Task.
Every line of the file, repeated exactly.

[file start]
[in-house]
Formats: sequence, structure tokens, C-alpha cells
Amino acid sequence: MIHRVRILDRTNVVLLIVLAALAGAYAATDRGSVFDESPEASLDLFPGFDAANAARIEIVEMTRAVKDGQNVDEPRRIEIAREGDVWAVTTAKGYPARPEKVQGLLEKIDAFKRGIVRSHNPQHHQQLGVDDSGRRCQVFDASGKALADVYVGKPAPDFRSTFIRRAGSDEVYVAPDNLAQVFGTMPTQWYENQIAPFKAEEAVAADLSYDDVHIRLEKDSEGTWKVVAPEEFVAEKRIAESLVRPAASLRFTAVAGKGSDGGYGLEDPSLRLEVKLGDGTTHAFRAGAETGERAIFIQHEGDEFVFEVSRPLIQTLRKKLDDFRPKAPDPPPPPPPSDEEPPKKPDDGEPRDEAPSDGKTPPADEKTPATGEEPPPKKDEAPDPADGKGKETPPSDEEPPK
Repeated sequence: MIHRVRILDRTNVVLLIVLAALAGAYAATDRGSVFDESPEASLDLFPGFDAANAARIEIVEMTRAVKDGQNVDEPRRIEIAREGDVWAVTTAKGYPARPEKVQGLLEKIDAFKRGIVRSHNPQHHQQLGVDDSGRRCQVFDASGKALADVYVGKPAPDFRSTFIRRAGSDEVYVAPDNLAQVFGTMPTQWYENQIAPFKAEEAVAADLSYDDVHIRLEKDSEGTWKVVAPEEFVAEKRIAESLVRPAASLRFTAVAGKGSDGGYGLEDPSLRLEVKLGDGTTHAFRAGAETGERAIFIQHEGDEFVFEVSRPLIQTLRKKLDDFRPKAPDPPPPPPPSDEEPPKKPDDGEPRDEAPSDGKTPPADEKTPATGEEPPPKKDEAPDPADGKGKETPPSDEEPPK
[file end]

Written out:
[in-house]
Formats: sequence, structure tokens, C-alpha cells
Amino acid sequence: MIHRVRILDRTNVVLLIVLAALAGAYAATDRGSVFDESPEASLDLFPGFDAANAARIEIVEMTRAVKDGQNVDEPRRIEIAREGDVWAVTTAKGYPARPEKVQGLLEKIDAFKRGIVRSHNPQHHQQLGVDDSGRRCQVFDASGKALADVYVGKPAPDFRSTFIRRAGSDEVYVAPDNLAQVFGTMPTQWYENQIAPFKAEEAVAADLSYDDVHIRLEKDSEGTWKVVAPEEFVAEKRIAESLVRPAASLRFTAVAGKGSDGGYGLEDPSLRLEVKLGDGTTHAFRAGAETGERAIFIQHEGDEFVFEVSRPLIQTLRKKLDDFRPKAPDPPPPPPPSDEEPPKKPDDGEPRDEAPSDGKTPPADEKTPATGEEPPPKKDEAPDPADGKGKETPPSDEEPPK
Repeated sequence: MIHRVRILDRTNVVLLIVLAALAGAYAATDRGSVFDESPEASLDLFPGFDAANAARIEIVEMTRAVKDGQNVDEPRRIEIAREGDVWAVTTAKGYPARPEKVQGLLEKIDAFKRGIVRSHNPQHHQQLGVDDSGRRCQVFDASGKALADVYVGKPAPDFRSTFIRRAGSDEVYVAPDNLAQVFGTMPTQWYENQIAPFKAEEAVAADLSYDDVHIRLEKDSEGTWKVVAPEEFVAEKRIAESLVRPAASLRFTAVAGKGSDGGYGLEDPSLRLEVKLGDGTTHAFRAGAETGERAIFIQHEGDEFVFEVSRPLIQTLRKKLDDFRPKAPDPPPPPPPSDEEPPKKPDDGEPRDEAPSDGKTPPADEKTPATGEEPPPKKDEAPDPADGKGKETPPSDEEPPK